D-Day Piper: Meet The Soldier Honouring The Legend Of 'Mad Bill'

A Piper Major from 19th Regiment Royal Artillery will begin the D-Day commemorations in Normandy.

At 06:26 BST on 6 June, marking the exact moment the first British soldier landed on Gold Beach, Trevor Macey-Lillie will play “Highland Laddie” on the bagpipes on one of the Mulberry harbours in Arromanches-les-Bains.

He says it is a tribute to piper Bill Millin, who played the tune on Normandy’s beaches as British troops went ashore.

Piper Major Macey-Lillie said Private Millin was "a brave man":

"He didn't have a weapon, the only item he had was a knife in his sock along with his bagpipes."

Private Millin marched up and down Sword Beach playing "Highland Laddie" during the Second World War's bloodiest battle. The Piper Major added:

"He never got shot because the Germans thought he had lost his mind running up and down the beach."

The piper is now widely known as 'Mad Bill Millin'.

D-Day piper Bill Millin plays his bagpipes at Edinburgh Castle in Scotland 160101 CREDIT PA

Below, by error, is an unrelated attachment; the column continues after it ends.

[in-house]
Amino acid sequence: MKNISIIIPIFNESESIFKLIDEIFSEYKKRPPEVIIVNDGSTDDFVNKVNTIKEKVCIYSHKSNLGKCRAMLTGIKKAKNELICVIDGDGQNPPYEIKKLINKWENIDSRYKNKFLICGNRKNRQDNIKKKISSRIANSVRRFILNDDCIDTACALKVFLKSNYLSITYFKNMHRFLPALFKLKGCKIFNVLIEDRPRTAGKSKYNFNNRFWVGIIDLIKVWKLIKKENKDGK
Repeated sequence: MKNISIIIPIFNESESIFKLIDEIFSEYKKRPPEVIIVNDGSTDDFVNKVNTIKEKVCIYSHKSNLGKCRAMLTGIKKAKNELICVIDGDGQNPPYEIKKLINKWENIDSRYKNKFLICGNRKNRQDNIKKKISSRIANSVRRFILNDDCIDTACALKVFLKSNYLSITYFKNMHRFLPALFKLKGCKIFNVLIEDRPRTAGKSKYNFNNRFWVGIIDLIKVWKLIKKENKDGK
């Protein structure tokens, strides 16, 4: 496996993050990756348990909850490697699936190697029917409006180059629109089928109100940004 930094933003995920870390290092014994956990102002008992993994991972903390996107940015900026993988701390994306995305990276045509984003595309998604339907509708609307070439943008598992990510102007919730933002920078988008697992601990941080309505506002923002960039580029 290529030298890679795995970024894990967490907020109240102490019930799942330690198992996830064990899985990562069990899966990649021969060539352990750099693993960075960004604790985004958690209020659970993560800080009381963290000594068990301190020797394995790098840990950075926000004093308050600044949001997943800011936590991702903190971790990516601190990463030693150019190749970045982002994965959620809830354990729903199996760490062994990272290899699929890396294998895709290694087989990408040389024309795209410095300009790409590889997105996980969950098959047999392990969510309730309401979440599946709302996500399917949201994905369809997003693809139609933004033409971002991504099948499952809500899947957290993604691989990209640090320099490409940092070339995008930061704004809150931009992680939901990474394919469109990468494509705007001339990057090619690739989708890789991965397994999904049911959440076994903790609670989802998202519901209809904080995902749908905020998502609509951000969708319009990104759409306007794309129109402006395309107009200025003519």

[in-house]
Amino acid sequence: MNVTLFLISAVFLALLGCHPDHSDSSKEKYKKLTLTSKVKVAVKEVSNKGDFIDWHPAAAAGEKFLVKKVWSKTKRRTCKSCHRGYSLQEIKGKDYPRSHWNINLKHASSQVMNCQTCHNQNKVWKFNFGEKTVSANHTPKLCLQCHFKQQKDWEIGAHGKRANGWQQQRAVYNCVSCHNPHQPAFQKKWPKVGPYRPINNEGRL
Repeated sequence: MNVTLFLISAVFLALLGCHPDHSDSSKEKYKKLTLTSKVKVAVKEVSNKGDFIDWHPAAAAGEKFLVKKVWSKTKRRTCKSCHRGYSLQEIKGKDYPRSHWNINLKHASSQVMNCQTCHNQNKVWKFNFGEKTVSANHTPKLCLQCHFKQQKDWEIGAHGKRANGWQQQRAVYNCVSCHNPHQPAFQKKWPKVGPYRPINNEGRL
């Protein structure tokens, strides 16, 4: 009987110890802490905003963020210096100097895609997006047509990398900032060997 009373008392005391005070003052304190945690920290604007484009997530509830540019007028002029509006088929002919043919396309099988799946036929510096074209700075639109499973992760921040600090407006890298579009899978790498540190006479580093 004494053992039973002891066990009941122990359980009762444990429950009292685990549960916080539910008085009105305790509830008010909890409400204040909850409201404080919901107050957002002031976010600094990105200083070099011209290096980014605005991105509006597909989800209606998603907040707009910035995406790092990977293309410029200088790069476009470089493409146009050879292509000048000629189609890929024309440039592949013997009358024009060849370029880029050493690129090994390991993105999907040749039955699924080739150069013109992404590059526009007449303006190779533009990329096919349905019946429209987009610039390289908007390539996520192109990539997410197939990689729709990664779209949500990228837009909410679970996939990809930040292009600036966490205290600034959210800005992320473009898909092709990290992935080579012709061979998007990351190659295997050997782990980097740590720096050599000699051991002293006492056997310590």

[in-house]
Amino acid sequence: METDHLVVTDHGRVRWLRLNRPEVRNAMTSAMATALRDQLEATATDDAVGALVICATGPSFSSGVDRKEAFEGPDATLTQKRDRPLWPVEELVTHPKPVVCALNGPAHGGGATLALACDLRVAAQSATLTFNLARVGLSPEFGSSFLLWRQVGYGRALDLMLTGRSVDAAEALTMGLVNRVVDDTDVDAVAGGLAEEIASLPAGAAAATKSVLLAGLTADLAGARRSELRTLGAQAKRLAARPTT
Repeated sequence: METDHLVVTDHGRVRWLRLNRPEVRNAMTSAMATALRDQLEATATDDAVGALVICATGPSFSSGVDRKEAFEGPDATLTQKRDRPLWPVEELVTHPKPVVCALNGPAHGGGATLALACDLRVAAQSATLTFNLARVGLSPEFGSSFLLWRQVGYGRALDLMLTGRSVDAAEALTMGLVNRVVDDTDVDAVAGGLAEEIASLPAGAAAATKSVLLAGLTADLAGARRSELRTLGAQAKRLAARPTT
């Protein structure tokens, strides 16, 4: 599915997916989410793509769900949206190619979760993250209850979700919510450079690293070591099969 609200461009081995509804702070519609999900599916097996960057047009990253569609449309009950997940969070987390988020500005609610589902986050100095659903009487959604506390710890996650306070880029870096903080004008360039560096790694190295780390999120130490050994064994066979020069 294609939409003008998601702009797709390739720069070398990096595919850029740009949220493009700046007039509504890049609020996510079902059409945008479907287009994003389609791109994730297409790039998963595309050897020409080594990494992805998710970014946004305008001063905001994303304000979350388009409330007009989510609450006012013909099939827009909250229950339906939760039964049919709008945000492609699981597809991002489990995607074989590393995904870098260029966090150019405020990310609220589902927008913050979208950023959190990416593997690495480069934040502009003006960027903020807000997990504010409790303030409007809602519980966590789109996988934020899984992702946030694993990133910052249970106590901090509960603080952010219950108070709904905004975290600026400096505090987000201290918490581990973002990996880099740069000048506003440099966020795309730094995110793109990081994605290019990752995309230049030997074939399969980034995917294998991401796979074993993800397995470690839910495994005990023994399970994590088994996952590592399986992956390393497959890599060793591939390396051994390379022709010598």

Bill Millin playing his bagpipes at Edinburgh Castle in Scotland in 2001 (Picture: PA).

Private Millin had left Sandyhills near Glasgow to join the Highland Light Infantry, Queen’s Own Cameron Highlanders, No. 4 Commando.

On 6 June 1944, the 21-year-old had been ordered to play against the wishes of the top brass.

He was the personal piper to Lord Lovat - who, despite there being a ban on pipers being allowed on the frontline, defied the War Office's orders and brought him to Sword Beach.

Pipers were banned from being on the frontline during the Second World War because of the number of casualties seen during the Great War.

The enemy figured out that the piper helped boost morale to the Allied troops, and they were slaughtered because of this.

This led the War Office to restrict their presence in camps as well as on the frontline.

Piper Major Macey-Lillie looked onto his performance on the 75th anniversary of the Normandy landings, saying:

"I'll have a wee lump in my throat but it will be a good experience."

For more on D-Day 75, click here.

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